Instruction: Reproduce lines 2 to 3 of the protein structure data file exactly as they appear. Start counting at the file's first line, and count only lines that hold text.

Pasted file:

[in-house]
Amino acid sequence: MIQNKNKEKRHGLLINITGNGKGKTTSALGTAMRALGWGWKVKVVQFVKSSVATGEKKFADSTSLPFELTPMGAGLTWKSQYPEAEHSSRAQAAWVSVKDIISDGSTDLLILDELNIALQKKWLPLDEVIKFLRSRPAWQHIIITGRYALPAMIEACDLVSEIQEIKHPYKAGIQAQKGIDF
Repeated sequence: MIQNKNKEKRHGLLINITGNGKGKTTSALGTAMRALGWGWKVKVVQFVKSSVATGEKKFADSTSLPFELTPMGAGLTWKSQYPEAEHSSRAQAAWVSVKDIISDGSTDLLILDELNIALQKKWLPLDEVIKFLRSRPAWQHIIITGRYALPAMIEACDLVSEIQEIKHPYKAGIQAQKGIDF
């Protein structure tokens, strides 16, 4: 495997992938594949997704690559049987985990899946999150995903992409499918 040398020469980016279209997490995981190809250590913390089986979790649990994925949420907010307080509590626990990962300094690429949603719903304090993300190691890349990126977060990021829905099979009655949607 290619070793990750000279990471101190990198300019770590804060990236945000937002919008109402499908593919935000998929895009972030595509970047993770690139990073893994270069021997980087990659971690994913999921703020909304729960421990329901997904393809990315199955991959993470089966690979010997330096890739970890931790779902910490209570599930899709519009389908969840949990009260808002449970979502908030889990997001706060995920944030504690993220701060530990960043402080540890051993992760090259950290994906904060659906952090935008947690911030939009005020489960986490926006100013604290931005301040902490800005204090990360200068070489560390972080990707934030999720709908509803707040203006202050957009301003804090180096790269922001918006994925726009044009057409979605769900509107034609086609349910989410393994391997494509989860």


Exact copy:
Amino acid sequence: MIQNKNKEKRHGLLINITGNGKGKTTSALGTAMRALGWGWKVKVVQFVKSSVATGEKKFADSTSLPFELTPMGAGLTWKSQYPEAEHSSRAQAAWVSVKDIISDGSTDLLILDELNIALQKKWLPLDEVIKFLRSRPAWQHIIITGRYALPAMIEACDLVSEIQEIKHPYKAGIQAQKGIDF
Repeated sequence: MIQNKNKEKRHGLLINITGNGKGKTTSALGTAMRALGWGWKVKVVQFVKSSVATGEKKFADSTSLPFELTPMGAGLTWKSQYPEAEHSSRAQAAWVSVKDIISDGSTDLLILDELNIALQKKWLPLDEVIKFLRSRPAWQHIIITGRYALPAMIEACDLVSEIQEIKHPYKAGIQAQKGIDF